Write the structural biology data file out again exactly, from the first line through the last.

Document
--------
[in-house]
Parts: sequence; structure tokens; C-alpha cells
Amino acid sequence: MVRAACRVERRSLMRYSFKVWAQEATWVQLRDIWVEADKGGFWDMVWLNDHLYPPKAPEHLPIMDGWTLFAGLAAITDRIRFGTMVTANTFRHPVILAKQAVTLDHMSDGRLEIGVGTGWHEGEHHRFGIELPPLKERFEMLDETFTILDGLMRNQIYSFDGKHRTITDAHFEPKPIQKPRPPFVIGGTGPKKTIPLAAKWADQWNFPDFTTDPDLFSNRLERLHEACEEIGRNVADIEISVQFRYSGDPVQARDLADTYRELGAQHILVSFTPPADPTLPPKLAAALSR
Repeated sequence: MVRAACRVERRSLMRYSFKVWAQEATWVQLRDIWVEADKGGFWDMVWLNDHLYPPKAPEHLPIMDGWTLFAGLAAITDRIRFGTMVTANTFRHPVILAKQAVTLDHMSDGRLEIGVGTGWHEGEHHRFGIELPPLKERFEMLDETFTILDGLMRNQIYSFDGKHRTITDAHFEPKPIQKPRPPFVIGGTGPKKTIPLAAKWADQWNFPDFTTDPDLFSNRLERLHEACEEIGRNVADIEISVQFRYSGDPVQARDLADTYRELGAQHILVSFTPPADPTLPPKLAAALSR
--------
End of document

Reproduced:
[in-house]
Parts: sequence; structure tokens; C-alpha cells
Amino acid sequence: MVRAACRVERRSLMRYSFKVWAQEATWVQLRDIWVEADKGGFWDMVWLNDHLYPPKAPEHLPIMDGWTLFAGLAAITDRIRFGTMVTANTFRHPVILAKQAVTLDHMSDGRLEIGVGTGWHEGEHHRFGIELPPLKERFEMLDETFTILDGLMRNQIYSFDGKHRTITDAHFEPKPIQKPRPPFVIGGTGPKKTIPLAAKWADQWNFPDFTTDPDLFSNRLERLHEACEEIGRNVADIEISVQFRYSGDPVQARDLADTYRELGAQHILVSFTPPADPTLPPKLAAALSR
Repeated sequence: MVRAACRVERRSLMRYSFKVWAQEATWVQLRDIWVEADKGGFWDMVWLNDHLYPPKAPEHLPIMDGWTLFAGLAAITDRIRFGTMVTANTFRHPVILAKQAVTLDHMSDGRLEIGVGTGWHEGEHHRFGIELPPLKERFEMLDETFTILDGLMRNQIYSFDGKHRTITDAHFEPKPIQKPRPPFVIGGTGPKKTIPLAAKWADQWNFPDFTTDPDLFSNRLERLHEACEEIGRNVADIEISVQFRYSGDPVQARDLADTYRELGAQHILVSFTPPADPTLPPKLAAALSR